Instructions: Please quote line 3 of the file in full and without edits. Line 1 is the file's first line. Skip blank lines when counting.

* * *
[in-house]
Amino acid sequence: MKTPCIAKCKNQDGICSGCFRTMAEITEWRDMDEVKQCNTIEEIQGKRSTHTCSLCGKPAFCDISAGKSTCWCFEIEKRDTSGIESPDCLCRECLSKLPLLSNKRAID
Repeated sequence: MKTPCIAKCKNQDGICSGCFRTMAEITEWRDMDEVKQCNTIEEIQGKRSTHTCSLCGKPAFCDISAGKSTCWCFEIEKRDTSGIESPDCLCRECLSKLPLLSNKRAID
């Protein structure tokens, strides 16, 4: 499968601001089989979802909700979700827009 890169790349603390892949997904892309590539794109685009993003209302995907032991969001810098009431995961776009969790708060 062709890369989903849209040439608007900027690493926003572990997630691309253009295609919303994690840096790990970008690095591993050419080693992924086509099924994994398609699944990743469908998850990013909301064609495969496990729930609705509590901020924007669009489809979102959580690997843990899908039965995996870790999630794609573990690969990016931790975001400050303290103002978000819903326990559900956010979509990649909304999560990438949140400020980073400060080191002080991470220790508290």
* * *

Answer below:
Repeated sequence: MKTPCIAKCKNQDGICSGCFRTMAEITEWRDMDEVKQCNTIEEIQGKRSTHTCSLCGKPAFCDISAGKSTCWCFEIEKRDTSGIESPDCLCRECLSKLPLLSNKRAID